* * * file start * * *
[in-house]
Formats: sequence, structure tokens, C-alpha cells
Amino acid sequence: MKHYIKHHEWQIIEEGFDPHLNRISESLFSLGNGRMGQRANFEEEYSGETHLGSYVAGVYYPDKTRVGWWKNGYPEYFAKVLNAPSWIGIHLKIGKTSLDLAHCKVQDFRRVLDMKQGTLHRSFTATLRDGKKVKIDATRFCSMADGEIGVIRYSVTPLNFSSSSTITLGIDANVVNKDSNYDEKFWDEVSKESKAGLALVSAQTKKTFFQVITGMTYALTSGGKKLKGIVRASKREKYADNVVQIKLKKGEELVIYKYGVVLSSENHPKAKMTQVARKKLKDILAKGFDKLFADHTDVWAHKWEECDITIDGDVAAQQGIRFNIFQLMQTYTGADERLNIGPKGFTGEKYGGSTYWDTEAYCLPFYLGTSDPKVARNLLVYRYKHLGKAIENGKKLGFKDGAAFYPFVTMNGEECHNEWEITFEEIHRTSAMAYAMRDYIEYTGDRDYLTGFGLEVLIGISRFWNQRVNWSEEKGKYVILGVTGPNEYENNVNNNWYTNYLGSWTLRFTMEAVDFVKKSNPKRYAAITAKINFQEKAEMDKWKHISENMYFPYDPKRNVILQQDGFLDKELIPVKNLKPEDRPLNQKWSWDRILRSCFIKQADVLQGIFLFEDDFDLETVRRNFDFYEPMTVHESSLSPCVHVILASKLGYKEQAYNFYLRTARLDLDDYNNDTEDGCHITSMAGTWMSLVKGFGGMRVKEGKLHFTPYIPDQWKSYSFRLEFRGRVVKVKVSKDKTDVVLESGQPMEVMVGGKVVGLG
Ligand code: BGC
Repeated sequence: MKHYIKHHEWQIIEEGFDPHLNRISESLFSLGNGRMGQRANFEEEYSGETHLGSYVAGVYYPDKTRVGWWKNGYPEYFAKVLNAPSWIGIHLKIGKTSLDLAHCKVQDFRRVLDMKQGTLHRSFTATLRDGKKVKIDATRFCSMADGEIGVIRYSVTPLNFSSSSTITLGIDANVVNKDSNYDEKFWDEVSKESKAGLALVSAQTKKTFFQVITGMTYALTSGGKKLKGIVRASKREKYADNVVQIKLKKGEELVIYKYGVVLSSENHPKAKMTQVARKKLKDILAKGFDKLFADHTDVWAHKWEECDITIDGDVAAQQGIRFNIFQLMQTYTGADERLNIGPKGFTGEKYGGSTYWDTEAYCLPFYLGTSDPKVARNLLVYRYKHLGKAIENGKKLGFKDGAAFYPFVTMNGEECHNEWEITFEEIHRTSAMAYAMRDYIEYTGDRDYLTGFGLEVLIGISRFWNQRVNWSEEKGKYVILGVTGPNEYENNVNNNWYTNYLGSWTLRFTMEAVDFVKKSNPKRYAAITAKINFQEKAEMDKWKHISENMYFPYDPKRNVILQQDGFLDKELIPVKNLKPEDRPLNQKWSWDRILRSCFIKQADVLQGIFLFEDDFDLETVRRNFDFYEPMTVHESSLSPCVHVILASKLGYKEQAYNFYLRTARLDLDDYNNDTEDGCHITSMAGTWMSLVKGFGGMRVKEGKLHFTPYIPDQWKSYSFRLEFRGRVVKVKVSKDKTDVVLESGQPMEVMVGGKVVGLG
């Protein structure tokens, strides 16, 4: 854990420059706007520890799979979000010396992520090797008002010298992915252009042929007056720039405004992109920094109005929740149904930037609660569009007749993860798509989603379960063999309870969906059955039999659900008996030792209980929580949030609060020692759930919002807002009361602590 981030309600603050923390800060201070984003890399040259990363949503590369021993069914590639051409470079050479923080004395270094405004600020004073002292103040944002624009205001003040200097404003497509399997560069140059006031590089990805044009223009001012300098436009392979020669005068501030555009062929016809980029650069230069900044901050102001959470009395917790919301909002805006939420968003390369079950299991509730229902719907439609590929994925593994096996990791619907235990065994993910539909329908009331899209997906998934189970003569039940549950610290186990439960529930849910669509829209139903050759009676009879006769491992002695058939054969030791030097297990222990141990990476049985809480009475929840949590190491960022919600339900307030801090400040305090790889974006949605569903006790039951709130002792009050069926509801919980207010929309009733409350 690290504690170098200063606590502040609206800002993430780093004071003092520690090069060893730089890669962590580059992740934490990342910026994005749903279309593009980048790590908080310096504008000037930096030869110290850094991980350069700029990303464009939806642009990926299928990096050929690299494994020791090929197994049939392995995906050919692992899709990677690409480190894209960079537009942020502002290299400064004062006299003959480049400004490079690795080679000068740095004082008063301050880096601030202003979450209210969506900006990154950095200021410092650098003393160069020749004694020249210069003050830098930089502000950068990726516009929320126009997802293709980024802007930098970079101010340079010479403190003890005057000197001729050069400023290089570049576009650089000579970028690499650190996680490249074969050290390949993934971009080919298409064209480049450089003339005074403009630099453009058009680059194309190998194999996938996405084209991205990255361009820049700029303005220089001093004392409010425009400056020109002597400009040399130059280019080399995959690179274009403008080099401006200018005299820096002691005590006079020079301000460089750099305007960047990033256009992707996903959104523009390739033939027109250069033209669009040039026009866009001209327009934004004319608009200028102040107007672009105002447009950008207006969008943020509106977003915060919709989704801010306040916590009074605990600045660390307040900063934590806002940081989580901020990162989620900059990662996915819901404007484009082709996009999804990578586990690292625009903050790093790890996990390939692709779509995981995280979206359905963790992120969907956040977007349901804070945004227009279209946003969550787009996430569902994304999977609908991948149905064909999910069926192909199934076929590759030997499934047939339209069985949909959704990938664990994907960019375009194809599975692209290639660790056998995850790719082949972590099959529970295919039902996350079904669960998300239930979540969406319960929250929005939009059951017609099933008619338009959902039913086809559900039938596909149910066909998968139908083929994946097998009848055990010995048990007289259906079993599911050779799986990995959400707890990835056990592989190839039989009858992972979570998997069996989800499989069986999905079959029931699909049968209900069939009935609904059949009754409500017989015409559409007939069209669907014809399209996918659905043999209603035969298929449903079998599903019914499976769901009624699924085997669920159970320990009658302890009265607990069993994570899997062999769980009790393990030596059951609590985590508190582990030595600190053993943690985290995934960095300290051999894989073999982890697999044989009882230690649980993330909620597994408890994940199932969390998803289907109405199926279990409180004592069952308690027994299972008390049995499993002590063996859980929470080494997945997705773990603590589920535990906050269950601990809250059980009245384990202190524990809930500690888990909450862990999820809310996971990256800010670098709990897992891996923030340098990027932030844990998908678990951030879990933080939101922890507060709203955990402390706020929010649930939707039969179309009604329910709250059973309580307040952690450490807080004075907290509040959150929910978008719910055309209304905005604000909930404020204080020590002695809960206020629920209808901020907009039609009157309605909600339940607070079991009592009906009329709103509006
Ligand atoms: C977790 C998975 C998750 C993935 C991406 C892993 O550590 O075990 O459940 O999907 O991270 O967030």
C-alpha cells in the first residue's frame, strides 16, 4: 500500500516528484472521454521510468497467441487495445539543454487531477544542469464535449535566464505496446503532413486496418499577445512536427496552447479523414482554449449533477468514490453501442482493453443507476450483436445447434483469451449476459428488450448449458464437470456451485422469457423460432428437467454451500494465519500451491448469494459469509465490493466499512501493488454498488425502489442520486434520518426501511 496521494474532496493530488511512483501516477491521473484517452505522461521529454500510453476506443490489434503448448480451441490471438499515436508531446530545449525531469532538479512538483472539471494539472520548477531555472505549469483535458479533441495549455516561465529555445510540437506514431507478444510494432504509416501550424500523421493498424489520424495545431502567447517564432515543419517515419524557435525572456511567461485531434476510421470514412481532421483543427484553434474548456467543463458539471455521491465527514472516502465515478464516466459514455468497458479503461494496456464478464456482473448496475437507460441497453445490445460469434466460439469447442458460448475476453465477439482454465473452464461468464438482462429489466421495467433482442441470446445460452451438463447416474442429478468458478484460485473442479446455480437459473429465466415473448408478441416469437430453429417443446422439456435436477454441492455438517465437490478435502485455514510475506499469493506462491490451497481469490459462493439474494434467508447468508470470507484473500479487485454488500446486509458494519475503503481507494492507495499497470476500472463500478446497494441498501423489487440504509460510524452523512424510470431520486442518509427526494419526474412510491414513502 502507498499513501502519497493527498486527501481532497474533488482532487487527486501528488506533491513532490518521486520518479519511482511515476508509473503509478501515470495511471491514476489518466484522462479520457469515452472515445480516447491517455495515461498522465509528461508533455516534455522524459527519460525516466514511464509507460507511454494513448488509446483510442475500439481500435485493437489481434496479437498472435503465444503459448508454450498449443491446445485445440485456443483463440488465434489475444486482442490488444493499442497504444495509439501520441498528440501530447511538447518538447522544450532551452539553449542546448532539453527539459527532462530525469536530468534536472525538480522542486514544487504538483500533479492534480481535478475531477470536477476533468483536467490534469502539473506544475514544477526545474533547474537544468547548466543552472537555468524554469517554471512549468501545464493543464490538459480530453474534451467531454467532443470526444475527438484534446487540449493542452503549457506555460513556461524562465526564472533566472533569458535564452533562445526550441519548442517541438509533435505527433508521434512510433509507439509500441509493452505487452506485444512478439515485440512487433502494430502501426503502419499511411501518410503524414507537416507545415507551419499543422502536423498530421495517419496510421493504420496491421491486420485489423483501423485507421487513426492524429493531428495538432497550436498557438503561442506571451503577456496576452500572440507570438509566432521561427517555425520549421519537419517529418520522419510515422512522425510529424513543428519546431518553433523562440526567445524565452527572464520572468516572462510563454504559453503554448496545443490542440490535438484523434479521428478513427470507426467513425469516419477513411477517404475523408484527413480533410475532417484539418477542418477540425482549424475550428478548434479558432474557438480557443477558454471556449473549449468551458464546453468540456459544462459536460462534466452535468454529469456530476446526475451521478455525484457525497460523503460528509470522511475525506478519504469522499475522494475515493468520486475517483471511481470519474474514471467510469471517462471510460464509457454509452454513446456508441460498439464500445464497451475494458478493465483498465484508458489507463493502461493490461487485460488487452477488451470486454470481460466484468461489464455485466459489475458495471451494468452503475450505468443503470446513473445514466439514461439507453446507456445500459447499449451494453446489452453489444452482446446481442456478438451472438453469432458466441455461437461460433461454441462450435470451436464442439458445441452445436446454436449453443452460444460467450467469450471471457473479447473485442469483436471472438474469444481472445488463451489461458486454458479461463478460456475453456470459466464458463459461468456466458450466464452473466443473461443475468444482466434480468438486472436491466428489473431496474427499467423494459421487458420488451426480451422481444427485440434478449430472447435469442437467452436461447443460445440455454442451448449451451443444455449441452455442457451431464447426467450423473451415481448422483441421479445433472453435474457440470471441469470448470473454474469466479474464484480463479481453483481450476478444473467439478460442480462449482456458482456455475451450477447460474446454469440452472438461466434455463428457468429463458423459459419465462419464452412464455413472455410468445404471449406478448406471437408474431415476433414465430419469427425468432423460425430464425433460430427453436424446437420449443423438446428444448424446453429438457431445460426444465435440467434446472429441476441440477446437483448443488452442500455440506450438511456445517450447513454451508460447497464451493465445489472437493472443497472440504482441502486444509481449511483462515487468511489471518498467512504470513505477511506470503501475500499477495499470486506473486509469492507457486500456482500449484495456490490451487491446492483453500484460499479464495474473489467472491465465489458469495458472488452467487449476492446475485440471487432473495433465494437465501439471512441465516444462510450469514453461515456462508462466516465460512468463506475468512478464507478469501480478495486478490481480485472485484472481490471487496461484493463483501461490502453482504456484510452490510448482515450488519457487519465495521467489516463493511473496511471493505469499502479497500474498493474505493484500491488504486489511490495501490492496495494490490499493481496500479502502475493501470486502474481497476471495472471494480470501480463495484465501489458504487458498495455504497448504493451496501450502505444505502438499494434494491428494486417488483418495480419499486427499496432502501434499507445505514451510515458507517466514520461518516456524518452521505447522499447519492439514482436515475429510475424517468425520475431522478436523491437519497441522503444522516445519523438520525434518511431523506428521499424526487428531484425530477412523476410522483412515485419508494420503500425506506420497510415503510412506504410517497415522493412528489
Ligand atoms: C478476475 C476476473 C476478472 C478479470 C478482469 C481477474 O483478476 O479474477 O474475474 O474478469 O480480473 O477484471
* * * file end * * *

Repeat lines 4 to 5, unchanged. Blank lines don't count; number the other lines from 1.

Ligand code: BGC
Repeated sequence: MKHYIKHHEWQIIEEGFDPHLNRISESLFSLGNGRMGQRANFEEEYSGETHLGSYVAGVYYPDKTRVGWWKNGYPEYFAKVLNAPSWIGIHLKIGKTSLDLAHCKVQDFRRVLDMKQGTLHRSFTATLRDGKKVKIDATRFCSMADGEIGVIRYSVTPLNFSSSSTITLGIDANVVNKDSNYDEKFWDEVSKESKAGLALVSAQTKKTFFQVITGMTYALTSGGKKLKGIVRASKREKYADNVVQIKLKKGEELVIYKYGVVLSSENHPKAKMTQVARKKLKDILAKGFDKLFADHTDVWAHKWEECDITIDGDVAAQQGIRFNIFQLMQTYTGADERLNIGPKGFTGEKYGGSTYWDTEAYCLPFYLGTSDPKVARNLLVYRYKHLGKAIENGKKLGFKDGAAFYPFVTMNGEECHNEWEITFEEIHRTSAMAYAMRDYIEYTGDRDYLTGFGLEVLIGISRFWNQRVNWSEEKGKYVILGVTGPNEYENNVNNNWYTNYLGSWTLRFTMEAVDFVKKSNPKRYAAITAKINFQEKAEMDKWKHISENMYFPYDPKRNVILQQDGFLDKELIPVKNLKPEDRPLNQKWSWDRILRSCFIKQADVLQGIFLFEDDFDLETVRRNFDFYEPMTVHESSLSPCVHVILASKLGYKEQAYNFYLRTARLDLDDYNNDTEDGCHITSMAGTWMSLVKGFGGMRVKEGKLHFTPYIPDQWKSYSFRLEFRGRVVKVKVSKDKTDVVLESGQPMEVMVGGKVVGLG